DULUTH — Nick Altiere ignites a blow torch. He fans its sky-blue flames over a titanium ring, rotating on a set of bricks with his free hand.

The metal’s gray finish appears to burn gold, purple and blue, before resting on a shiny black.

“It goes really fast,” he said, waiting for it to cool.

The Duluth artisan behind Altiere Custom Rings creates fashion, wedding and memorial rings with alternative materials such as antlers, meteorites, exotic woods and even cremains.

More than jewelry, he views his works as functional, wearable art — and his clients agree.

Andrew Latka’s ring turned out better than he imagined. “The green was perfect, and the mammoth tooth gave it that little pop,” he said, adding that designing this was an overwhelming process made better by Altiere’s attitude and expertise.

Metal ring turns black as it is heated by a blowtorch

Nick Altiere uses a blowtorch to blacken a metal ring Oct. 5.

Wyatt Buckner/Duluth News Tribune

Along with ring size, he asked Latka about his lifestyle and interests, and Altiere walked him through several shades and styles of his favorite color.

“That one-on-one experience made me feel really special,” said Latka, and Altiere is knowledgeable about his craft, intuitive and he knows his limits.

A man in a black cap and a green and metal ring.

Andrew Latka, left, commissioned Nick Altiere to make this custom ring.

Contributed / Andrew Latka

“My wife’s got her jewelry; this is dad’s thing. This is something I can pass down to my children,” he said.

Security Jewelers co-owner Kyle Genereau said he’s proud to carry Altiere’s works.

“I have not met a ring manufacturer, in my 20 years in the jewelry industry, that shows the pride and attention to detail that Nick does in all his rings,” he said. “He’s going to go so far, and I have so much faith in what he does.”

Altiere began making coin rings during a layoff from the railroad. A year and a half ago, he pivoted to developing his business full time.

He operates on the upper level of his best friend’s shop, Bear’s Heavy Duty in West Duluth. “If you need tires and a ring, you can come here,” Altiere said with a smile.

Box of materials with holes cut into them

Remnants of materials used to make custom rings sit in a box on a work table.

Wyatt Buckner/Duluth News Tribune

It takes Altiere 10-20 hours to complete an order. His process starts with material, which can often come in a rod or block that he cuts into sections and begins “machining” into rough sizes. Then, he works the pieces individually, stabilizing and shaping them.

Most rings call for gluing with a marine-grade adhesive, before he moves onto curing, shaping again and polishing.

Man works on custom ring

Nick Altiere uses his tools to form the size of a custom ring.

Wyatt Buckner/Duluth News Tribune

He works with two metal lathes, band saws, a lapidary machine for polishing stones, an ultrasonic cleaner, buffing wheels, a scroll saw, drill press and a pizza oven and hot plate — for fixing meals during his 10- to 12-hour shifts .

“You become a mechanic essentially because of all of the machines’ needs,” he said.

Crafting materials sit in a box

Unique materials used by Nick Altiere to make custom rings.

Wyatt Buckner/Duluth News Tribune

The most unusual item he worked with was a 1968 rotary tool formerly used in his father’s dental practice. When you think about it, dentists were jewelers because they shaped metal, he said.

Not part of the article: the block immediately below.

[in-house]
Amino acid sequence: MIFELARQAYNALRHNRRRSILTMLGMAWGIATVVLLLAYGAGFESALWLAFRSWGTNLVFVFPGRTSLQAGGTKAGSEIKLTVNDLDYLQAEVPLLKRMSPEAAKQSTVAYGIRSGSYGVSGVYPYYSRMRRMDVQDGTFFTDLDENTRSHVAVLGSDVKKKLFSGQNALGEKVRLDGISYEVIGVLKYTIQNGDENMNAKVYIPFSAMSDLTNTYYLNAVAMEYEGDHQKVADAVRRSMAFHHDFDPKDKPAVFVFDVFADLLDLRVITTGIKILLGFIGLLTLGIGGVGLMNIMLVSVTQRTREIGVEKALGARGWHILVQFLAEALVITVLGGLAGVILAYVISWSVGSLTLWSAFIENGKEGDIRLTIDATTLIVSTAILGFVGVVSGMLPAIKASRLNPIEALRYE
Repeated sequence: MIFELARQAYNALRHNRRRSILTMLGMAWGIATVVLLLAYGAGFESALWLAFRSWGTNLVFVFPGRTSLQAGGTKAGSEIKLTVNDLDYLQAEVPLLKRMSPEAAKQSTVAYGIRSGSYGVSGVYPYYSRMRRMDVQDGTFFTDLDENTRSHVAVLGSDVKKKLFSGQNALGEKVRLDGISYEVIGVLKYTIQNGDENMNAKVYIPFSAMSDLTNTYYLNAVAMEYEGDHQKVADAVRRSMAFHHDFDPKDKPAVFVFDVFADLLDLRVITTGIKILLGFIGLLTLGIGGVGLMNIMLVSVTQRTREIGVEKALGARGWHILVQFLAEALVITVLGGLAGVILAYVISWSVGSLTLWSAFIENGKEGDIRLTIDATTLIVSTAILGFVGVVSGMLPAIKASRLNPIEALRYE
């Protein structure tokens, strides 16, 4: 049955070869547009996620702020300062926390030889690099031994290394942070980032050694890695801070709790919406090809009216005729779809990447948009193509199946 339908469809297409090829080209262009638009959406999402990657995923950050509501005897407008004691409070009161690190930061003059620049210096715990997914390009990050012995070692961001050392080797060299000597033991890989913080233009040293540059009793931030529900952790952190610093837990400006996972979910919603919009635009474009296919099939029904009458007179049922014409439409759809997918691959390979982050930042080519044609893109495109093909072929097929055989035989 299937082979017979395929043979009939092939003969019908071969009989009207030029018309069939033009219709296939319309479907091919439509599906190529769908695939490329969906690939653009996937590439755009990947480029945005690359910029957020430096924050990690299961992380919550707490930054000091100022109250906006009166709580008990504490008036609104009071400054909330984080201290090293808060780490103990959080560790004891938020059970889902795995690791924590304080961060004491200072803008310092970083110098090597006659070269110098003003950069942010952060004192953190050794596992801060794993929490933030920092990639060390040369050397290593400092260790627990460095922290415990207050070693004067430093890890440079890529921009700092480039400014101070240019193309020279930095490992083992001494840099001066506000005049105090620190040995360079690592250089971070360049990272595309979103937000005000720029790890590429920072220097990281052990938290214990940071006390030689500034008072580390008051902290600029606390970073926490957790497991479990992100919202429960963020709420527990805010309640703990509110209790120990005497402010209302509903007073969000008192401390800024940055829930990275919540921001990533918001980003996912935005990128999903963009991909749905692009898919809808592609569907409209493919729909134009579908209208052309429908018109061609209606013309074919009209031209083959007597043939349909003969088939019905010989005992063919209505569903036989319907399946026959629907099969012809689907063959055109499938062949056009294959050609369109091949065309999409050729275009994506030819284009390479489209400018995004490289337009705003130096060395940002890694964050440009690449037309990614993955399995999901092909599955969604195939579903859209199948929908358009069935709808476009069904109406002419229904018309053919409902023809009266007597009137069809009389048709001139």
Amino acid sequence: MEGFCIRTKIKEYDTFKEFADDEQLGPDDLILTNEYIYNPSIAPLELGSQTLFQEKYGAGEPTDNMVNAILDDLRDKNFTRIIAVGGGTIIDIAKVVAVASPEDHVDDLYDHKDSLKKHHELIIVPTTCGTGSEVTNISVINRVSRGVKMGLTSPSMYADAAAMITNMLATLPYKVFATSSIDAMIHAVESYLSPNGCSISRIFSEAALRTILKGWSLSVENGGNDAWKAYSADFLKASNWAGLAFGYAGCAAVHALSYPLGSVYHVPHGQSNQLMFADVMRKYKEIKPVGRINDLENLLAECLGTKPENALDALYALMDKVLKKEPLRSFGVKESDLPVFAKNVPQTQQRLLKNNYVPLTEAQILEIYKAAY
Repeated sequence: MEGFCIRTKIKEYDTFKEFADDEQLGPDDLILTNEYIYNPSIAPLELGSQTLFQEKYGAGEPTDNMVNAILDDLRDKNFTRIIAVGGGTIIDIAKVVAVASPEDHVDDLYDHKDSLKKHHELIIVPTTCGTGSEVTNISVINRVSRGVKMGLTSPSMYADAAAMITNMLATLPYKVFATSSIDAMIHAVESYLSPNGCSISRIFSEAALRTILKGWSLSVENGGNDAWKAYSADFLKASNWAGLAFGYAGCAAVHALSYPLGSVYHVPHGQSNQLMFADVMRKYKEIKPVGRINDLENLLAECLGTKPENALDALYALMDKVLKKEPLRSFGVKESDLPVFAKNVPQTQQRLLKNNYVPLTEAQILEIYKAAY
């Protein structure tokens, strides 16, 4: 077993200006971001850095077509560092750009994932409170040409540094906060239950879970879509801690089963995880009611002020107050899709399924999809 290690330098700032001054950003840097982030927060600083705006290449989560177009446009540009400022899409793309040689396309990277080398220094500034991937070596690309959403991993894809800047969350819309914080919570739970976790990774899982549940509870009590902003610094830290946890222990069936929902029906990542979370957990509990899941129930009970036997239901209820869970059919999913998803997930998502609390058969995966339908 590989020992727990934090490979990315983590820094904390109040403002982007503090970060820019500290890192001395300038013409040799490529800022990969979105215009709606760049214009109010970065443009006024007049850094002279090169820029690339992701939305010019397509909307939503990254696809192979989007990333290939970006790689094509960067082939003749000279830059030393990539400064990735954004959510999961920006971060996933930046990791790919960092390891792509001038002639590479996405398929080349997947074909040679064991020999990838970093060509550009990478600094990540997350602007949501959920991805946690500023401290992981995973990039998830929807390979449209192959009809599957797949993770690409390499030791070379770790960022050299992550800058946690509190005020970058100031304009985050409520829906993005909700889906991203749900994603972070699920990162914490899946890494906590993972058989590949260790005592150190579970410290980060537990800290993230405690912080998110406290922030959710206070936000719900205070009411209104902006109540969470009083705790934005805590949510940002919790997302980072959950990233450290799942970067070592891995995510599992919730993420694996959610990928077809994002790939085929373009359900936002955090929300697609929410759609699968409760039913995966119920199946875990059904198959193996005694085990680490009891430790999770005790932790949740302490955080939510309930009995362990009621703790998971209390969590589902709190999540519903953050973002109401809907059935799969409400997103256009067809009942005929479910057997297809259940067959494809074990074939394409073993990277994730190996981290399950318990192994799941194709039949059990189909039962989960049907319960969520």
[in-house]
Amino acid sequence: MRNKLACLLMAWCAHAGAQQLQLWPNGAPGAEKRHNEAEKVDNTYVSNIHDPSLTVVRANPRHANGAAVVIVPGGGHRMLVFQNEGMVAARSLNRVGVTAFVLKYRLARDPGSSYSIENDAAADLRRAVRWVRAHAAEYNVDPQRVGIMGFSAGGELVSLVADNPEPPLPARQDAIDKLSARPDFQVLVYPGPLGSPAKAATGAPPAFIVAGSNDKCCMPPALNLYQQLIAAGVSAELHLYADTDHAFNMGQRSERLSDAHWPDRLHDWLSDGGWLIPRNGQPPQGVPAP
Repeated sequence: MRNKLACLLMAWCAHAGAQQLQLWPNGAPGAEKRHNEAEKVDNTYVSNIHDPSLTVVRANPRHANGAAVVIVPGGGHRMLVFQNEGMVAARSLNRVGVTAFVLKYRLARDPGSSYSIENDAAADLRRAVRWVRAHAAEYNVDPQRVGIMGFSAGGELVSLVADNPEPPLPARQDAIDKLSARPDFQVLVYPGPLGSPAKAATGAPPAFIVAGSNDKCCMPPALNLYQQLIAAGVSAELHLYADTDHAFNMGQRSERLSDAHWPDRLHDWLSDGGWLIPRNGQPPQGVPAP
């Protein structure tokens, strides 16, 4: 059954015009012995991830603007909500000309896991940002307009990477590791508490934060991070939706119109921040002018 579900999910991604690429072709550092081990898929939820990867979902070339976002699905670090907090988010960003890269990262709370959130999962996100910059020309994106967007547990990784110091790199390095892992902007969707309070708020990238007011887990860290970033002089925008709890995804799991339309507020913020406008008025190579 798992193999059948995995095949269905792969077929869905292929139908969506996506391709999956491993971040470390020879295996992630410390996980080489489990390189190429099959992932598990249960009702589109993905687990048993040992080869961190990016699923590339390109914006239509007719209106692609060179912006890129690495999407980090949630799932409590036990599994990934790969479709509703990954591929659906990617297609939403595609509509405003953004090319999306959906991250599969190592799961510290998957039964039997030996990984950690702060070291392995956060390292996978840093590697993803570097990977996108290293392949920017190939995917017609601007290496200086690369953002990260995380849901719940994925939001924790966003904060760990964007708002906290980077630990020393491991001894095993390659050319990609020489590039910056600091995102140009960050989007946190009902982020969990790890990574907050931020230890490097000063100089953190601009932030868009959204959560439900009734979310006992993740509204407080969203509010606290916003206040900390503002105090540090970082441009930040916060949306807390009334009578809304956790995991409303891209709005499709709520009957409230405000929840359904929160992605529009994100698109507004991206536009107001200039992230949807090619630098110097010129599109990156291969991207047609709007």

Asked about job hazards, most are self-inflicted for Altiere. “I recently decided to try to cut my thumb severely off, but we only made it about halfway,” he said, showing his scar. No nerve damage.

There’s also inhalation hazards. (Ask him about copper poisoning.) Today, he wears a respirator.

Man works on custom ring

Nick Altiere looks carefully as he makes a custom ring.

Wyatt Buckner/Duluth News Tribune

On a friend’s suggestion, Altiere started offering memorial rings, often made with human or dog ashes. He has also used 21-gun salute casings, shot during a veteran’s funeral, and he turned a brass buckle from a Frost River dog collar into a custom ring.

His mixed feelings about working with these materials changed when he received a woman’s custom order with a note about her son’s cremains. “This is somebody’s family member, somebody’s love and it’s become pretty profound for me,” he said.

Along with this, Altiere said he was surprised at what he’d learned about himself by starting his business.

Tools are used to sand a wooden ring

Nick Altiere uses his tools to sand the edge of a custom ring.

Wyatt Buckner/Duluth News Tribune

He said his brain is a “scatter board,” and this work provides focus and calm. “It’s a creative outlet that I never knew I needed,” he said.

“I was always that kid that was in trouble. … This fixes whatever I had. It gives me great satisfaction every day.”

For more information about Altiere Custom Rings, visit acrings.com.

Melinda Lavine

Melinda Lavine is an award-winning, multidisciplinary journalist with 17 years professional experience. She joined the Duluth News Tribune in 2014 as its features editor, and today, she writes about the people, the heartbeat of the community.

Melinda grew up in central North Dakota, a first-generation American and the daughter of a military father.

In 2006, she earned bachelor’s degrees in English and Communications from the University of North Dakota, and that summer, she started her career as a copy editor and page designer at the Grand Forks (ND) Herald, a Forum Communications Co. sister publication. In 2012, she helped launch the Herald’s features section, as the editor, before moving east to do the same at the DNT.

Contact her: 218-723-5346, [email protected].

By ting